Thursday, December 25, 2008

Israeli Election Polls: Likud Still On Top


Recently released Israeli election polls show that Kadima has narrowed the gap with the Likud to just four seats - within the margin of error of the polls. Below are the results of a Dec 15 poll by the Maagar Mochot agency.


Dec. 2008

Nov. 2008

Likud - "mainstream" right wing nationalist

29

34

Kadima - incumbent "moderate" nationalist

25

23

Shas - sephardic ultra orthodox , also against "major" territorial compromise, or even discussing the status of Jerusalem.

12

13

Yisrael Beiteinu - hard line nationalist, backs "transfer" of Israeli Arabs, mostly Russian immigrants

12

10

Meretz / Tnua Hadasah - left dovish Zionist

10

10

Labour - "mainstream" centrist

10

8

Yahadut Hatorah - ashkenazi ultra orthodox

6

5

Habayit Hayehudit - merger of old National Union and NRP, religious Zionist, against any territorial compromise.

4

7

Yerukim / Meimad - merger of the "Greens" and the moderate religious party

4

1

Gil - retired people’s party

1

--

Arab Parties

9

9

Source: Maagar Mochot / Israel Radio
Methodology: Telephone interviews with 506 Israeli adults, conducted on Dec. 15, 2008. Margin of error is 4.5 per cent.

Partial polls by Dahaf and other agencies released in the Jerusalem Post and Haaretz show similar results (Likud 30, Kamida 26, Shas 12, Yisrael Beitenu 12, Labour 10, Meretz 8, Gil 2)

Several things of note:

1) There are at least 3 "Arab" parties with realistic shots at obtaining Knesset seats, yet the Jewish Israeli media don't bother to distinguish between them. That attitude alone explains a lot about the Israel/Palestine mess. One of the "Arab" parties is Hadash - the Front for Democracy and Peace, dominated by the Israeli Communist Party. It runs a joint Jewish Arab list and has both Arab and Jewish representatives in the Knesset. Its candidate for mayor of Tel-Aviv came in 2nd in the recent municipal elections. (See my previous posting about the Tel Aviv municipal election.) I have several Israeli - Jewish - friends who vote Hadash. Yet it is lumped in with "Arab Parties."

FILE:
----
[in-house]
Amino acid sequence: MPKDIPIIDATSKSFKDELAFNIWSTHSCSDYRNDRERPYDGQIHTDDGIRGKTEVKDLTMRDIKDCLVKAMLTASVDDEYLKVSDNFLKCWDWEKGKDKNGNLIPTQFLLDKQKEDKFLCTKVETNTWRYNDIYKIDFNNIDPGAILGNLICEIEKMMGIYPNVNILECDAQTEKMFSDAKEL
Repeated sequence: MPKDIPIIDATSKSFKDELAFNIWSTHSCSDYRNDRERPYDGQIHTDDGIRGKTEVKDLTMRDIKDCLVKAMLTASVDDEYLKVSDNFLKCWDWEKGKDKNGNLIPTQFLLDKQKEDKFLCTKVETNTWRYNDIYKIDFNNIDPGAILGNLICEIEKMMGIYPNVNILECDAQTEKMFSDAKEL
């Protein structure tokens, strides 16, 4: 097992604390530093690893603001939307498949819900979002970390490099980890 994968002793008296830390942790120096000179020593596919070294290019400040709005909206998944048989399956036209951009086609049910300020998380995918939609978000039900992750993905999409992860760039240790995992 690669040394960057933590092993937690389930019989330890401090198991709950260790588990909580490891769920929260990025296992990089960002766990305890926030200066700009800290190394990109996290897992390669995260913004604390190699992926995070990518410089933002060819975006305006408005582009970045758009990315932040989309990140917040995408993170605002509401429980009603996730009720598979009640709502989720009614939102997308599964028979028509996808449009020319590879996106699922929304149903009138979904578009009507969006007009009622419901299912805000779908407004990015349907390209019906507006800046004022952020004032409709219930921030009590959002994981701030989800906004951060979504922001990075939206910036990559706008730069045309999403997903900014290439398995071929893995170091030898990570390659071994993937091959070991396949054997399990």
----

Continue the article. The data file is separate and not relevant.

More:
2) Labour is reduced to an "also ran": tied for fourth place.

3) Despite Kadima closing the gap, if the election results mirrored the results above, the Likud would form the next government and Netanyahu would be the next Prime Minister.

The Likud has the "natural" support of it own 29 seats plus 12 of Yisrael Beitenu and 4 of HaBayit HaYehudit: for a total of 45. Plus it can relatively easily work out a coalition agreement with the right leaning ultra orthodox parties: Shas (12), and Yahadut Hatorah (6). That gives it a total of 63. You need 61 seats to form a majority government in Israel. In addition the Likud could also work out deal with Gil (1), maybe the Yerukim(4), and even Labour could be bought - if Ehud Barak where promised the Defense Ministry (his ego has no bounds!)

Kadima on the other hand, has the "natural" support of its own 25 projected seats, plus Labour's 10 and Meretz's 10: for a total of 45. It could also easily work out a deal with Gil(1) and the Yerukim(4). That makes for a total of 50. Then it would have to work out a coalition deal with the ultra orthodox, and hawkish, Shas (12), in order to get over the 60 seat threshold. Devising a coalition agreement that would satisfy both Meretz and Shas would be an exceedingly hard feat to pull off.

Finally, given the Israeli system, and assuming the results above, the Likud would likely be given the first chance to try to form a government. Only if it failed to put together a coalition, would Kadima even get a chance to try. With the numbers above, the Likud won't fail.

4) Note that neither leading party would even consider asking for the support of the "Arab" parties.

5) The elections are still 6 weeks away, and things could change. But it would take a swing of 10 seats from the Likud orbit to the Kadima orbit to allow Kadima to form a cohesive coalition. That seems unlikely to happen.

6) The Gaza situation in particular will become an election issue, one way or the other. The pressure for Israel to strike back militarily is mounting by the hour. Even the normally "dovish" Meretz is calling for military action (which may be politically "wise", but without a parallel negotiating strategy vis a vis Hamas, is very bad policy, and very bad public education.) If Israel does not strike, the Likud and its allies will accuse Kadima and Labour of being weak and foolish. If Israel does strike and the rocketing does not stop, or Israel looses many soldiers, the Likud and its allies will accuse Kadima and Labour of being incompetent. (Sadly, I doubt any one is thinking about what would really be best for achieving long term quiet - or, dare we dream, justice - on the Gaza front. That will have to wait for after the elections - at least.)

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